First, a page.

There was a script that Richard LaGravenese, who wrote The Fisher King, which I think is still locked in the basement at some studio. The studios don’t like letting scripts go because somebody else might make it and it might be a good film, and then they will look ridiculous because they didn’t make it. And so it’s been in the prison of the studio for about 30 years now.

Is the studio system still the big devil? Is independent cinema the way to go?

I will work for anybody. Films are expensive. That’s the sad thing. I wish I was a musician or a better artist. You can produce things cheaply. Films cost millions of dollars, and that means you’ve got to work wherever you can get that money. I’ve been just very lucky because I had enough successful films at the beginning that people thought I knew what I was doing. But after Baron of Munchausen, all that changed. It had terrible distribution. At that time in the U.S., films were released with 2,000 prints. The studio did 117 prints for Munchausen. I got very depressed at that point. I was giving up. And then one of the studios offered me Fisher King, but I was the little worm on the end of the hook to get Robin Williams. That was my function. I always said I would never do a script that I hadn’t written, and I always said I would never work for Hollywood studios, and that’s exactly what I did.

Was it also a battle?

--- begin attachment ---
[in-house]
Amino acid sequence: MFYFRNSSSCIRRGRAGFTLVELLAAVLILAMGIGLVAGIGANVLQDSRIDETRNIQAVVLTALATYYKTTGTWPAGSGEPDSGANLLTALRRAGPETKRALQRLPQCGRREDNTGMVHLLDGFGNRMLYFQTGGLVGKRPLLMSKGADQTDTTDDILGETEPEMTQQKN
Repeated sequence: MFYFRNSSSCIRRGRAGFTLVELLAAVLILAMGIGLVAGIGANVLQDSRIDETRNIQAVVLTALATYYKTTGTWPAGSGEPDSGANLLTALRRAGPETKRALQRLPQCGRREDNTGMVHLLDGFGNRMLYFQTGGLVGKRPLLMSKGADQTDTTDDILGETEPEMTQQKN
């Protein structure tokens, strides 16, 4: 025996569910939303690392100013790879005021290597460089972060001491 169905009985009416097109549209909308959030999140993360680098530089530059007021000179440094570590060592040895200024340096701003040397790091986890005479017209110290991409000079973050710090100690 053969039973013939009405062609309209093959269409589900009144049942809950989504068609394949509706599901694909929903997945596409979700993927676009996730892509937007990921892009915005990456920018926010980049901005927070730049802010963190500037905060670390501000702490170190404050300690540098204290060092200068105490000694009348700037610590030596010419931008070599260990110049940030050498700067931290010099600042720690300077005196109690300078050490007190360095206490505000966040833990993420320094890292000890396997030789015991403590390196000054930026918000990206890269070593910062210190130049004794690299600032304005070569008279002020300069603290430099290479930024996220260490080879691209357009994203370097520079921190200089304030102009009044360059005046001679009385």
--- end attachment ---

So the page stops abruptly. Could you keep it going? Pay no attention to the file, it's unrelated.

There’s always the final battle. You finish shooting the film, you edit the film, and then you show the studio and they say, “Ah, can we lose this? Can we change this? Can we fuck the film up somehow?” And the trick is to make sure that your stars are with you in the foxhole. As a director, I have only this much power. But with The Fisher King I had Jeff Bridges and Robin Williams in the foxhole with me. They couldn’t touch us. And it was the same for Twelve Monkeys, because I had Brad Pitt and Bruce Willis with me, they had more power than me.

There was a time when big power was with the director, right?

I don’t think that’s the way it is anymore, it just isn’t. There’s maybe Marty Scorsese, maybe two or three others. That’s it. The rest of us directors, we have to have powerful friends, which usually are great actors.

What would you like to say to the audience who is now going to see The Adventures of the Baron Munchausen, and why is this film still working today?

My films are like good wine, they get better the older they are. I think the Munchausen story is wonderful. I think the cast is wonderful. And it’s beautiful to look at. So you put all of that together and it’s like a fairy tale. And fairy tales are always wonderful. When the film first came out, I loved watching the audience come out of the theaters, and it was the children who were dancing. They were having so much fun. If you can inspire children, then occasionally the adults will follow.